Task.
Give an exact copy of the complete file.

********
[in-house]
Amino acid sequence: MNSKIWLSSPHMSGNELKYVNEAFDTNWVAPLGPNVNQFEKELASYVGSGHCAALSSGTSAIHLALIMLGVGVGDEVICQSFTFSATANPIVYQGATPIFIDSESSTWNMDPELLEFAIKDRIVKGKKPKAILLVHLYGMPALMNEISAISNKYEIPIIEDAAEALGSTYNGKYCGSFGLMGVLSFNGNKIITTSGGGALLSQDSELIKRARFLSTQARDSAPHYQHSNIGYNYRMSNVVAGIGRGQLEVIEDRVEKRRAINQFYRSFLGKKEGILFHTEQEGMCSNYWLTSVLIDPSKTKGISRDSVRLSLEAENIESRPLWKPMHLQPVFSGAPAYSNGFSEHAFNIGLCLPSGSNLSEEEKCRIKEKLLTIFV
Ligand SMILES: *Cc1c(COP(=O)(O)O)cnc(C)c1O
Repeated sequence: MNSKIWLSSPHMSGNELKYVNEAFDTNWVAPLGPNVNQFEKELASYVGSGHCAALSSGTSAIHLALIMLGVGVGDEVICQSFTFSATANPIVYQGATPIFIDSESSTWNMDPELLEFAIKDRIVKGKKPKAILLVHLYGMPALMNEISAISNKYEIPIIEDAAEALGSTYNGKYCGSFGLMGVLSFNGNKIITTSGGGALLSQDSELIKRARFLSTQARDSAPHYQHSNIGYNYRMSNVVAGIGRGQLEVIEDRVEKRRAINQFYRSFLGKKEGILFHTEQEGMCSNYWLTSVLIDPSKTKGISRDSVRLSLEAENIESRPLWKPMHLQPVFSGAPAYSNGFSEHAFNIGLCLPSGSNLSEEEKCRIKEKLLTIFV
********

[in-house]
Amino acid sequence: MNSKIWLSSPHMSGNELKYVNEAFDTNWVAPLGPNVNQFEKELASYVGSGHCAALSSGTSAIHLALIMLGVGVGDEVICQSFTFSATANPIVYQGATPIFIDSESSTWNMDPELLEFAIKDRIVKGKKPKAILLVHLYGMPALMNEISAISNKYEIPIIEDAAEALGSTYNGKYCGSFGLMGVLSFNGNKIITTSGGGALLSQDSELIKRARFLSTQARDSAPHYQHSNIGYNYRMSNVVAGIGRGQLEVIEDRVEKRRAINQFYRSFLGKKEGILFHTEQEGMCSNYWLTSVLIDPSKTKGISRDSVRLSLEAENIESRPLWKPMHLQPVFSGAPAYSNGFSEHAFNIGLCLPSGSNLSEEEKCRIKEKLLTIFV
Ligand SMILES: *Cc1c(COP(=O)(O)O)cnc(C)c1O
Repeated sequence: MNSKIWLSSPHMSGNELKYVNEAFDTNWVAPLGPNVNQFEKELASYVGSGHCAALSSGTSAIHLALIMLGVGVGDEVICQSFTFSATANPIVYQGATPIFIDSESSTWNMDPELLEFAIKDRIVKGKKPKAILLVHLYGMPALMNEISAISNKYEIPIIEDAAEALGSTYNGKYCGSFGLMGVLSFNGNKIITTSGGGALLSQDSELIKRARFLSTQARDSAPHYQHSNIGYNYRMSNVVAGIGRGQLEVIEDRVEKRRAINQFYRSFLGKKEGILFHTEQEGMCSNYWLTSVLIDPSKTKGISRDSVRLSLEAENIESRPLWKPMHLQPVFSGAPAYSNGFSEHAFNIGLCLPSGSNLSEEEKCRIKEKLLTIFV